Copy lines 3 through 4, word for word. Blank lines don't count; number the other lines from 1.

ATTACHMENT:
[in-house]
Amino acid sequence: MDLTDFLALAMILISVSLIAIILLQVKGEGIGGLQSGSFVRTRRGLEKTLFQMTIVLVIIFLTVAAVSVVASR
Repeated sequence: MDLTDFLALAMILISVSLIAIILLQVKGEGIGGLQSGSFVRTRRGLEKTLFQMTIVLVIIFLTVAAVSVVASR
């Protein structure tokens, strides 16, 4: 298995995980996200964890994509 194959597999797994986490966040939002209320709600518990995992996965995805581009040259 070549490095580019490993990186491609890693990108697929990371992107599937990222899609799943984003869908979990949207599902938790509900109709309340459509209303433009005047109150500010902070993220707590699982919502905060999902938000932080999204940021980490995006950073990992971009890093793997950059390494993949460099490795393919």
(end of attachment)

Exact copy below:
Repeated sequence: MDLTDFLALAMILISVSLIAIILLQVKGEGIGGLQSGSFVRTRRGLEKTLFQMTIVLVIIFLTVAAVSVVASR
């Protein structure tokens, strides 16, 4: 298995995980996200964890994509 194959597999797994986490966040939002209320709600518990995992996965995805581009040259 070549490095580019490993990186491609890693990108697929990371992107599937990222899609799943984003869908979990949207599902938790509900109709309340459509209303433009005047109150500010902070993220707590699982919502905060999902938000932080999204940021980490995006950073990992971009890093793997950059390494993949460099490795393919």